Help your students prepare for their Maths GCSE with this free Improper Fractions and Mixed Numbers worksheet of 42 questions and answers
A proper fraction is one where the numerator is smaller than the denominator. A mixed number (sometimes called a mixed fraction) has both a whole number part and a proper fraction part. An improper fraction is one where the numerator is larger than the denominator ; they are informally known as top-heavy fractions.
In order to carry out fraction arithmetic it is useful to be able to convert a mixed number to an improper fraction, and vice versa. For example, to convert 2 and a fifth into an improper fraction we have to write the whole number 2 in fifths. We know that 5 fifths make a whole, so 10 fifths will make 2 whole numbers. Adding 10 fifths to 1 fifth we get 11 fifths, so 2 and the mixed number 2 and a fifth is equivalent to the improper fraction of 11 fifths.
In order to convert an improper fraction to a mixed number we need to divide the numerator by the denominator. For example, to convert 7 quarters from an improper fraction to a mixed number, we need to divide 7 by 4. 4 goes into 7 once leaving a remainder of 3 quarters. So the improper fraction of 7 quarters is equivalent to the mixed number 1 and 3 quarters.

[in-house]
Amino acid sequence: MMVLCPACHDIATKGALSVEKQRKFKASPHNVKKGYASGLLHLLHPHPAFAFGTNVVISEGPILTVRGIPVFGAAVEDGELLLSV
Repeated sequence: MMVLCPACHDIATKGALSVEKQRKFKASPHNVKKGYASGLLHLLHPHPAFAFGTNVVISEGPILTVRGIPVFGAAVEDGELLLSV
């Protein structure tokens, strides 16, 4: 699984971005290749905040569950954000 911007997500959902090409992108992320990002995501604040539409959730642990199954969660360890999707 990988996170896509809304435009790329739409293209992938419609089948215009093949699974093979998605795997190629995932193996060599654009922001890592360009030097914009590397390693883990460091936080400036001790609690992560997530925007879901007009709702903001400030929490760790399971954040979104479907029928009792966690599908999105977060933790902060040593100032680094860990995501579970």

There will be students in your class who require individual attention to help them succeed in their maths GCSEs. In a class of 30, it’s not always easy to provide.
Help your students feel confident with exam-style questions and the strategies they’ll need to answer them correctly with our dedicated GCSE maths revision programme.
Lessons are selected to provide support where each student needs it most, and specially-trained GCSE maths tutors adapt the pitch and pace of each lesson. This ensures a personalised revision programme that raises grades and boosts confidence.